The Coalition's self-appointed champion of governmental transparency, Eric Pickles, has been criticised for failing to release information over potentially defamatory comments made about chair of the Electoral Commission, Jenny Watson, who his Department of Community and Local Government (DCLG) accused of building her "career on incompetence" and "milking the taxpayer".
The coalition’s self-appointed champion of governmental transparency, Eric Pickles, has been criticised for failing to release information over potentially defamatory comments made about the chair of the Electoral Commission, Jenny Watson, whom Pickles’s Department for Communities and Local Government (DCLG) accused of building her “career on incompetence” and “milking the taxpayer” (£).
The Local Government Chronicle (£) demanded to know whether Pickles, through a Freedom of Information (FoI) request, had received legal advice about the defamatory comments made against Ms Watson – whose role at the Audit Commission was ended following chaotic scenes at polling stations in May’s General Election.
However, Pickles’s department did not comply with the FoI and refused to declare whether he had received the legal advice. The DCLG now faces an appeal from the Local Government Chronicle to the Information Commissioner – who could force them to release the information.
Pickles has previously spoken on the importance of governmental transparency and praised councils for improving transparency (included details of expense claims of £500 or more). His own department’s publicity even called him a “transparency trailblazer” earlier this year.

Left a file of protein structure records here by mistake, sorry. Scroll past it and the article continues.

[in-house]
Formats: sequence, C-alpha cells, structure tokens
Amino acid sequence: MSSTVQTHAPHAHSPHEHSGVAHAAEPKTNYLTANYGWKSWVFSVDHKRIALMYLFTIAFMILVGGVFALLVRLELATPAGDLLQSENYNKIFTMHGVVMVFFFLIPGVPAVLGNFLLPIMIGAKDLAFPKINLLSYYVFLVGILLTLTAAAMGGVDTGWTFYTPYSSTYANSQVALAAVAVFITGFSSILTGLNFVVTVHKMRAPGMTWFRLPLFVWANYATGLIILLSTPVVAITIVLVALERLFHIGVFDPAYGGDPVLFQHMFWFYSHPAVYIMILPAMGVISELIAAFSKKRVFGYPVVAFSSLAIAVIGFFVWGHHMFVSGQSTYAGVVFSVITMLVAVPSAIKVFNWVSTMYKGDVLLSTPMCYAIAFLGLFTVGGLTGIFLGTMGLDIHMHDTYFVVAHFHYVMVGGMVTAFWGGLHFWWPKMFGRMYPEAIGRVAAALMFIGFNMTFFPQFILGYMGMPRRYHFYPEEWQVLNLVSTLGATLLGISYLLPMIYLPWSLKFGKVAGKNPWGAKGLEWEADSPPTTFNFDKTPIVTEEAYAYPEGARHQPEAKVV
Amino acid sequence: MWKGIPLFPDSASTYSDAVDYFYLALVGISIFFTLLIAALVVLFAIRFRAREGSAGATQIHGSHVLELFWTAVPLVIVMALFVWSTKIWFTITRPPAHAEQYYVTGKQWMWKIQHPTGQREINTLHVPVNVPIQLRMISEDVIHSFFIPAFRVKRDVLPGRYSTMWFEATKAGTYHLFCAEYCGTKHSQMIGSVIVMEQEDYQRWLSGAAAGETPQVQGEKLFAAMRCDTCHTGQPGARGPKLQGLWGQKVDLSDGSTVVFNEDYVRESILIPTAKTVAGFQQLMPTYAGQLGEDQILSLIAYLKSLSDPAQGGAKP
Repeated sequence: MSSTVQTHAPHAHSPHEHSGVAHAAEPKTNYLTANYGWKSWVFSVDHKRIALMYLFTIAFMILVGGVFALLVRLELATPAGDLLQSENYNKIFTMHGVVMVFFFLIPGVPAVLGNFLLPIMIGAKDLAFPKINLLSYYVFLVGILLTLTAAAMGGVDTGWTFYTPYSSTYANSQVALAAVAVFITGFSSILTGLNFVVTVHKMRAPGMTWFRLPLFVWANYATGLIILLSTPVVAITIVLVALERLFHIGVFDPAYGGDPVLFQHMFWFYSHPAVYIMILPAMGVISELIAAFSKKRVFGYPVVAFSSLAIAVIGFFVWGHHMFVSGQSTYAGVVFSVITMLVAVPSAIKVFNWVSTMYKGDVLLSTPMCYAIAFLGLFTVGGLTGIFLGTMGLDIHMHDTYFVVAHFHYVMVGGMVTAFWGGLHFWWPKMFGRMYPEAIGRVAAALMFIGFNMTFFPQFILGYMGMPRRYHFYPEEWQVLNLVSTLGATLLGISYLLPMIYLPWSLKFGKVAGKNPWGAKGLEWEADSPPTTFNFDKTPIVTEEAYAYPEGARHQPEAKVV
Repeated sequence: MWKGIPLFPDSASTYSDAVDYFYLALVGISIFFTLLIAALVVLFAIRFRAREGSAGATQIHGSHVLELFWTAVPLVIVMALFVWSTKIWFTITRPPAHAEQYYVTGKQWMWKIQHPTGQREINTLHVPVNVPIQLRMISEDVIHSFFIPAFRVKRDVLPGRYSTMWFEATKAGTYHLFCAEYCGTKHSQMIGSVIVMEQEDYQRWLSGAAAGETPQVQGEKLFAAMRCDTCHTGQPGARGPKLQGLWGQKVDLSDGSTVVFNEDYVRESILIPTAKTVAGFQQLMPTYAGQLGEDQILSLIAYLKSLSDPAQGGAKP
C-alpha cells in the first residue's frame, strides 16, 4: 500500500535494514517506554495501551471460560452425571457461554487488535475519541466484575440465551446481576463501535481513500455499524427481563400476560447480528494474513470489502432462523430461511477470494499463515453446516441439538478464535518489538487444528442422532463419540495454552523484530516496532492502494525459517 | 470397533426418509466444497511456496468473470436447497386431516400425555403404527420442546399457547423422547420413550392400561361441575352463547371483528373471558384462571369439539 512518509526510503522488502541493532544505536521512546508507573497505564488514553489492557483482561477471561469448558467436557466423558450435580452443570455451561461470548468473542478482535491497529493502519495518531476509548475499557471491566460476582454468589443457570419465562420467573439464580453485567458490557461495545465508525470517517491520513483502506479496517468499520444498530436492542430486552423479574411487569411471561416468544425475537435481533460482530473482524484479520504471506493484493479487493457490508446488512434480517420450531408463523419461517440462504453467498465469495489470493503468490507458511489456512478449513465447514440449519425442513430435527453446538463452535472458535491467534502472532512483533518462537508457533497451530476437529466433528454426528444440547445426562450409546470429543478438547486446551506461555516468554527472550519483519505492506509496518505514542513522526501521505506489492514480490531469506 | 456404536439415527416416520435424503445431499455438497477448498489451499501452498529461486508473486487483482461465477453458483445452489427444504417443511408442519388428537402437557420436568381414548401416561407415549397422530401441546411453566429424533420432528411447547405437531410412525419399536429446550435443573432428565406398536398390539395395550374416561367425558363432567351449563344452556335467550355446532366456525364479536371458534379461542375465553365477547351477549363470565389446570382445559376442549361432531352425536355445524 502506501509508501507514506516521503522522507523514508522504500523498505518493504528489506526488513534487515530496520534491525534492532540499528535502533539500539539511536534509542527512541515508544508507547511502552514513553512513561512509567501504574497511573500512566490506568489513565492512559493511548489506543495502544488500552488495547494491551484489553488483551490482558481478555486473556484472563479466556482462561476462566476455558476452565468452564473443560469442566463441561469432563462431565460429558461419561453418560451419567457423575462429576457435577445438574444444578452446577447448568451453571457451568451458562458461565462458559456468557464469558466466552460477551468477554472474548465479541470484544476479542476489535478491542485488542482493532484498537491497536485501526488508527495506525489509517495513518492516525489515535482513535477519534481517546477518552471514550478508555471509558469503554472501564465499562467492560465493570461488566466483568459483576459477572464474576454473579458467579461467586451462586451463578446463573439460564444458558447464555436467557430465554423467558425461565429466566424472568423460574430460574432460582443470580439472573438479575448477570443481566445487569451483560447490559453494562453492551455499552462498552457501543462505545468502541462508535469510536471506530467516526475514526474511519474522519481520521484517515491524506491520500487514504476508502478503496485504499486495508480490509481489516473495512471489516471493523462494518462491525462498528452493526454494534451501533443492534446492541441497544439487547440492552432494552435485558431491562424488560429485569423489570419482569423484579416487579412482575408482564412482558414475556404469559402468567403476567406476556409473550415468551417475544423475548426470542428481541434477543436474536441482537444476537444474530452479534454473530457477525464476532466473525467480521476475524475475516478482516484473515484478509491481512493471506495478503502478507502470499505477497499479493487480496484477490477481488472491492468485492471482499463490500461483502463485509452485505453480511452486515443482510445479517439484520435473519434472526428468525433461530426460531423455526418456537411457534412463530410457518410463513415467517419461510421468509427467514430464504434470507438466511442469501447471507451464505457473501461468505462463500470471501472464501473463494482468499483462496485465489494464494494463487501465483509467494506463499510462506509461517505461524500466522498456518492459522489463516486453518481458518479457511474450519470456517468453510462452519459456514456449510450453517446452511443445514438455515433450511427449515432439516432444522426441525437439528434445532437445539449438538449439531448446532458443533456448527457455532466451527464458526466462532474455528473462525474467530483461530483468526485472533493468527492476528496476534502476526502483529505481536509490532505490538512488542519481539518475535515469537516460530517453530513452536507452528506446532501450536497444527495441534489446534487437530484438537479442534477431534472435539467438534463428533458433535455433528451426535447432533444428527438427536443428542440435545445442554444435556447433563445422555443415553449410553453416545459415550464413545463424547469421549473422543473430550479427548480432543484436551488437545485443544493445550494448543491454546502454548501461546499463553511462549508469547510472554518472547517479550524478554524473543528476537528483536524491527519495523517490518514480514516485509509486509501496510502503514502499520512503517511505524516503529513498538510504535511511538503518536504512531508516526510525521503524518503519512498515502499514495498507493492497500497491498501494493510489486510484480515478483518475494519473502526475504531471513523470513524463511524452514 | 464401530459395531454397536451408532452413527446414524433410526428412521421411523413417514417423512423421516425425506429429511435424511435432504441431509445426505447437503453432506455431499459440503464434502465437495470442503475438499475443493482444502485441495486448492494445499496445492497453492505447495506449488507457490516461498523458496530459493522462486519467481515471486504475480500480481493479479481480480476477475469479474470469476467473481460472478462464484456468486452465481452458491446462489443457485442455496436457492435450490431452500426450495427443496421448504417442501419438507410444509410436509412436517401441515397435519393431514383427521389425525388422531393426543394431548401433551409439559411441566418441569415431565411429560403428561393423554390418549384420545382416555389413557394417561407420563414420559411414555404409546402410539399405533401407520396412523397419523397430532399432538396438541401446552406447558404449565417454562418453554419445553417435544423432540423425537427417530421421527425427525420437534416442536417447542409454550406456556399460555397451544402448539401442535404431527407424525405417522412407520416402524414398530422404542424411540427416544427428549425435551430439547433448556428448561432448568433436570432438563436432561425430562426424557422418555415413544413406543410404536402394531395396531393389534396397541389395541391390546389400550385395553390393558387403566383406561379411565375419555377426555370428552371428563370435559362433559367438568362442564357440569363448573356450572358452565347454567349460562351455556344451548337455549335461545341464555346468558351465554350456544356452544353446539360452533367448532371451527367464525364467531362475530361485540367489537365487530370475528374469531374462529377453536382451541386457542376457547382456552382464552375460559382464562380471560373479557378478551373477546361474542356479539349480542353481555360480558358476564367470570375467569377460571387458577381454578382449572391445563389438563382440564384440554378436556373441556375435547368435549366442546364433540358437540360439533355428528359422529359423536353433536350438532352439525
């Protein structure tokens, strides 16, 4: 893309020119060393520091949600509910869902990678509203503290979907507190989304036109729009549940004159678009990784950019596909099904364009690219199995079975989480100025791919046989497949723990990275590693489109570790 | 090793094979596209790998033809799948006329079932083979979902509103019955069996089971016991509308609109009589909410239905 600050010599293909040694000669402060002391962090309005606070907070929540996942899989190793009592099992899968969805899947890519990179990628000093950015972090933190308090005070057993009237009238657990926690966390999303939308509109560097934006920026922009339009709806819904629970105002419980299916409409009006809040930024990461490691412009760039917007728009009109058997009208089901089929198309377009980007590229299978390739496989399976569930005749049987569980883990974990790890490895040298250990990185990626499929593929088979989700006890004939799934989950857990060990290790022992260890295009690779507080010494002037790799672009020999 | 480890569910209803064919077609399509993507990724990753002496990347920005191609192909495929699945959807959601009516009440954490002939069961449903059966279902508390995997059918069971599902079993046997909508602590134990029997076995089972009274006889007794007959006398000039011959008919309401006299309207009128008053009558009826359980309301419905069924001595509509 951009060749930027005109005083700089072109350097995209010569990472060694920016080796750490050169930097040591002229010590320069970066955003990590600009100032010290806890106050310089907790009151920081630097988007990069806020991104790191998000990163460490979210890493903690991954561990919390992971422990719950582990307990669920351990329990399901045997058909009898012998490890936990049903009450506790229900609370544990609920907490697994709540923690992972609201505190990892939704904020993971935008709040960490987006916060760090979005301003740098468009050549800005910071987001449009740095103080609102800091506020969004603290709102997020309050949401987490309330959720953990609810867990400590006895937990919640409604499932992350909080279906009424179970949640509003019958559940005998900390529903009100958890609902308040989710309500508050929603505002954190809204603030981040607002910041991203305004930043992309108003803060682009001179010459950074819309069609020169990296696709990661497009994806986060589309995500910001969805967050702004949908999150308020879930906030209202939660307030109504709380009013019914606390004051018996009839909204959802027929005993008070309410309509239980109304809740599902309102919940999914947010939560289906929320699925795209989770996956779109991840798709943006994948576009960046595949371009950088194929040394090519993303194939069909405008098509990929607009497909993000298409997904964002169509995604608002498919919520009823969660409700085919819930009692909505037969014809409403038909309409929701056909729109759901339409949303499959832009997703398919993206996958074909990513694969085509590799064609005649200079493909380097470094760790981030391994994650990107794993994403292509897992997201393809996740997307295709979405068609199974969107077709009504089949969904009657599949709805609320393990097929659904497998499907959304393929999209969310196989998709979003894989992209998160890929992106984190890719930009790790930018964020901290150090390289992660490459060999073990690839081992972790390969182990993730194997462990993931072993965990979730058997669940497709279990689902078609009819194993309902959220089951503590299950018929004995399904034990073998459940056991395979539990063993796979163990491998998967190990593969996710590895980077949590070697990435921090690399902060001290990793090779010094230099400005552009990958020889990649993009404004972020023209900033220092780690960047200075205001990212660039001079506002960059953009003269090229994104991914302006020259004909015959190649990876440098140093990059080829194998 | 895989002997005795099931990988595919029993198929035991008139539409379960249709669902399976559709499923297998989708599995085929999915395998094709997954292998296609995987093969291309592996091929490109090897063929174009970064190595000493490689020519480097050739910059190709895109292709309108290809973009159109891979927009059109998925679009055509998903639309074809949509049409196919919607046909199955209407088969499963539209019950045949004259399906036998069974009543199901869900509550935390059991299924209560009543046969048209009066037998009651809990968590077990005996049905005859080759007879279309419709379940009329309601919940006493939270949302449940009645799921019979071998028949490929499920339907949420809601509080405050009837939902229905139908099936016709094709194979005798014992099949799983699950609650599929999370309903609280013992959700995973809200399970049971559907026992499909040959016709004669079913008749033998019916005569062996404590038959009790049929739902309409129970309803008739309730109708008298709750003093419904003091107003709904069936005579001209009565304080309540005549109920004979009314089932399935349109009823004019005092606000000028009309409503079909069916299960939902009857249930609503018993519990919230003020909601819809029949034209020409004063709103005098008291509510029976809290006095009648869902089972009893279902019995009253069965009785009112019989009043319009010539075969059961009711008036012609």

Labour MP Tom Watson wrote to Pickles on October 28th, urging him to comply with the FoI request, and was critical of his conduct:
“You use public money to protect your own back after you or your ministers have been unlawfully shouting your mouth off, and it’s ‘not in the public interest to know’?
“Transparency cuts both ways. You can’t stuff your face all day with new politics cake and still have it left to eat when you’re hungry in the middle of the.”
Pickles is believed to have received two sets of legal advice on the potentially defamatory comments, which included the phrase:
“We are now having a bonfire of the quangocrats.”
DCLG’s comments were widely reported by the national media, including The Times and The Daily Mail. However, the department said:
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“We do not consider the public interest in knowing whether the Department and the Secretary of State may have sought or received such legal advice and the nature and content of such legal advice, if any had been provided, to be particularly high.”
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